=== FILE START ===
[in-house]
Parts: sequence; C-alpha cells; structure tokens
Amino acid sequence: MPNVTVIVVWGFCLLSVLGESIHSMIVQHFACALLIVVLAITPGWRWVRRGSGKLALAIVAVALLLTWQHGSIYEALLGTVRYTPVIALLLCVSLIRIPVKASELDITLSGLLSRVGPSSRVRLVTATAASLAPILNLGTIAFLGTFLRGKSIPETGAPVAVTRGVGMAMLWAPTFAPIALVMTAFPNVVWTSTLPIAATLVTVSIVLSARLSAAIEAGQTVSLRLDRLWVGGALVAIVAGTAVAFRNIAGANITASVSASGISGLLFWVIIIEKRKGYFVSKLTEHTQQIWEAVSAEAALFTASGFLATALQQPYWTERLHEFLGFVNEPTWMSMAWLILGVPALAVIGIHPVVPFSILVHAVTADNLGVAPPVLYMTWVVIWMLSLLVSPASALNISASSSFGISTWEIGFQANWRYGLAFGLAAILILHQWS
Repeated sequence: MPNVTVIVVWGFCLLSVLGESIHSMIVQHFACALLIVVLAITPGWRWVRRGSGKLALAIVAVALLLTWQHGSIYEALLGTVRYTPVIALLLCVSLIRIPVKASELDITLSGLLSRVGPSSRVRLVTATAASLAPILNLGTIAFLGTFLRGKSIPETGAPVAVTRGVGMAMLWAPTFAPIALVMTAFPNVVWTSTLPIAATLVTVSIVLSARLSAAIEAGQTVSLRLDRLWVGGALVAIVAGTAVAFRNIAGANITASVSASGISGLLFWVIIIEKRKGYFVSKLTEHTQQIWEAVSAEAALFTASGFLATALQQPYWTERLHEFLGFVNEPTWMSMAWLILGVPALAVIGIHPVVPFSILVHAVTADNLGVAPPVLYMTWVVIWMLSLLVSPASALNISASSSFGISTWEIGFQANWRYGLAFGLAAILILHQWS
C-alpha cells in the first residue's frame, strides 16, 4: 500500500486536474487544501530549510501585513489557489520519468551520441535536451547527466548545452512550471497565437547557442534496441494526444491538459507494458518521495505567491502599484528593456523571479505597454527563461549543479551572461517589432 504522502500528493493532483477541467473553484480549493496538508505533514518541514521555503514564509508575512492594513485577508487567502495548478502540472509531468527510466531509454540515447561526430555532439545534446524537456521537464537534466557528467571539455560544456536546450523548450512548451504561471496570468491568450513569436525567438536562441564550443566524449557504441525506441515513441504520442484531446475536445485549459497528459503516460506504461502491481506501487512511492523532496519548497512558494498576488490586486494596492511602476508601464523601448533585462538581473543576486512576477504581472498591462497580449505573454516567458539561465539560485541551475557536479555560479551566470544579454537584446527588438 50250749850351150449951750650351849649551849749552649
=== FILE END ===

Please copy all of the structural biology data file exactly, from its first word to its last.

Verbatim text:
[in-house]
Parts: sequence; C-alpha cells; structure tokens
Amino acid sequence: MPNVTVIVVWGFCLLSVLGESIHSMIVQHFACALLIVVLAITPGWRWVRRGSGKLALAIVAVALLLTWQHGSIYEALLGTVRYTPVIALLLCVSLIRIPVKASELDITLSGLLSRVGPSSRVRLVTATAASLAPILNLGTIAFLGTFLRGKSIPETGAPVAVTRGVGMAMLWAPTFAPIALVMTAFPNVVWTSTLPIAATLVTVSIVLSARLSAAIEAGQTVSLRLDRLWVGGALVAIVAGTAVAFRNIAGANITASVSASGISGLLFWVIIIEKRKGYFVSKLTEHTQQIWEAVSAEAALFTASGFLATALQQPYWTERLHEFLGFVNEPTWMSMAWLILGVPALAVIGIHPVVPFSILVHAVTADNLGVAPPVLYMTWVVIWMLSLLVSPASALNISASSSFGISTWEIGFQANWRYGLAFGLAAILILHQWS
Repeated sequence: MPNVTVIVVWGFCLLSVLGESIHSMIVQHFACALLIVVLAITPGWRWVRRGSGKLALAIVAVALLLTWQHGSIYEALLGTVRYTPVIALLLCVSLIRIPVKASELDITLSGLLSRVGPSSRVRLVTATAASLAPILNLGTIAFLGTFLRGKSIPETGAPVAVTRGVGMAMLWAPTFAPIALVMTAFPNVVWTSTLPIAATLVTVSIVLSARLSAAIEAGQTVSLRLDRLWVGGALVAIVAGTAVAFRNIAGANITASVSASGISGLLFWVIIIEKRKGYFVSKLTEHTQQIWEAVSAEAALFTASGFLATALQQPYWTERLHEFLGFVNEPTWMSMAWLILGVPALAVIGIHPVVPFSILVHAVTADNLGVAPPVLYMTWVVIWMLSLLVSPASALNISASSSFGISTWEIGFQANWRYGLAFGLAAILILHQWS
C-alpha cells in the first residue's frame, strides 16, 4: 500500500486536474487544501530549510501585513489557489520519468551520441535536451547527466548545452512550471497565437547557442534496441494526444491538459507494458518521495505567491502599484528593456523571479505597454527563461549543479551572461517589432 504522502500528493493532483477541467473553484480549493496538508505533514518541514521555503514564509508575512492594513485577508487567502495548478502540472509531468527510466531509454540515447561526430555532439545534446524537456521537464537534466557528467571539455560544456536546450523548450512548451504561471496570468491568450513569436525567438536562441564550443566524449557504441525506441515513441504520442484531446475536445485549459497528459503516460506504461502491481506501487512511492523532496519548497512558494498576488490586486494596492511602476508601464523601448533585462538581473543576486512576477504581472498591462497580449505573454516567458539561465539560485541551475557536479555560479551566470544579454537584446527588438 50250749850351150449951750650351849649551849749552649